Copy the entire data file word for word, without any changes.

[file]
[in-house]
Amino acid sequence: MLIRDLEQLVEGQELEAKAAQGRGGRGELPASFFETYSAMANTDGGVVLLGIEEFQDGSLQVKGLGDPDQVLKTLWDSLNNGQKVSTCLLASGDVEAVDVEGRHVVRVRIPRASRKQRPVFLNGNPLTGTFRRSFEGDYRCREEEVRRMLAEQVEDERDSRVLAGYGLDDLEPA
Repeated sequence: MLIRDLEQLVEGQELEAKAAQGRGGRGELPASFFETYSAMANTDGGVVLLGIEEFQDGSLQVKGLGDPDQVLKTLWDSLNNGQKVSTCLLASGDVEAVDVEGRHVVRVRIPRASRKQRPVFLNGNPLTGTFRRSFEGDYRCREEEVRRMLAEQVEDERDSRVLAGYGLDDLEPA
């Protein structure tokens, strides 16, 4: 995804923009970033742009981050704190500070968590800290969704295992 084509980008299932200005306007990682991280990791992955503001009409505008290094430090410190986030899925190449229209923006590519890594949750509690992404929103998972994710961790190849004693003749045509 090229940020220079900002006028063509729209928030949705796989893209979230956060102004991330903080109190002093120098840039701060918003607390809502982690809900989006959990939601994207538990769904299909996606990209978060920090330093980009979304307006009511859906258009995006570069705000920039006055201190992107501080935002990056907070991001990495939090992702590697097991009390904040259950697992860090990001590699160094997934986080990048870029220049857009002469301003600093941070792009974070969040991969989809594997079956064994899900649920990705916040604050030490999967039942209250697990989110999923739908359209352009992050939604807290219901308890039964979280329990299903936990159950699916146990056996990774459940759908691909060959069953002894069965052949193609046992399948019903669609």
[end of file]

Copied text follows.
[in-house]
Amino acid sequence: MLIRDLEQLVEGQELEAKAAQGRGGRGELPASFFETYSAMANTDGGVVLLGIEEFQDGSLQVKGLGDPDQVLKTLWDSLNNGQKVSTCLLASGDVEAVDVEGRHVVRVRIPRASRKQRPVFLNGNPLTGTFRRSFEGDYRCREEEVRRMLAEQVEDERDSRVLAGYGLDDLEPA
Repeated sequence: MLIRDLEQLVEGQELEAKAAQGRGGRGELPASFFETYSAMANTDGGVVLLGIEEFQDGSLQVKGLGDPDQVLKTLWDSLNNGQKVSTCLLASGDVEAVDVEGRHVVRVRIPRASRKQRPVFLNGNPLTGTFRRSFEGDYRCREEEVRRMLAEQVEDERDSRVLAGYGLDDLEPA
């Protein structure tokens, strides 16, 4: 995804923009970033742009981050704190500070968590800290969704295992 084509980008299932200005306007990682991280990791992955503001009409505008290094430090410190986030899925190449229209923006590519890594949750509690992404929103998972994710961790190849004693003749045509 090229940020220079900002006028063509729209928030949705796989893209979230956060102004991330903080109190002093120098840039701060918003607390809502982690809900989006959990939601994207538990769904299909996606990209978060920090330093980009979304307006009511859906258009995006570069705000920039006055201190992107501080935002990056907070991001990495939090992702590697097991009390904040259950697992860090990001590699160094997934986080990048870029220049857009002469301003600093941070792009974070969040991969989809594997079956064994899900649920990705916040604050030490999967039942209250697990989110999923739908359209352009992050939604807290219901308890039964979280329990299903936990159950699916146990056996990774459940759908691909060959069953002894069965052949193609046992399948019903669609």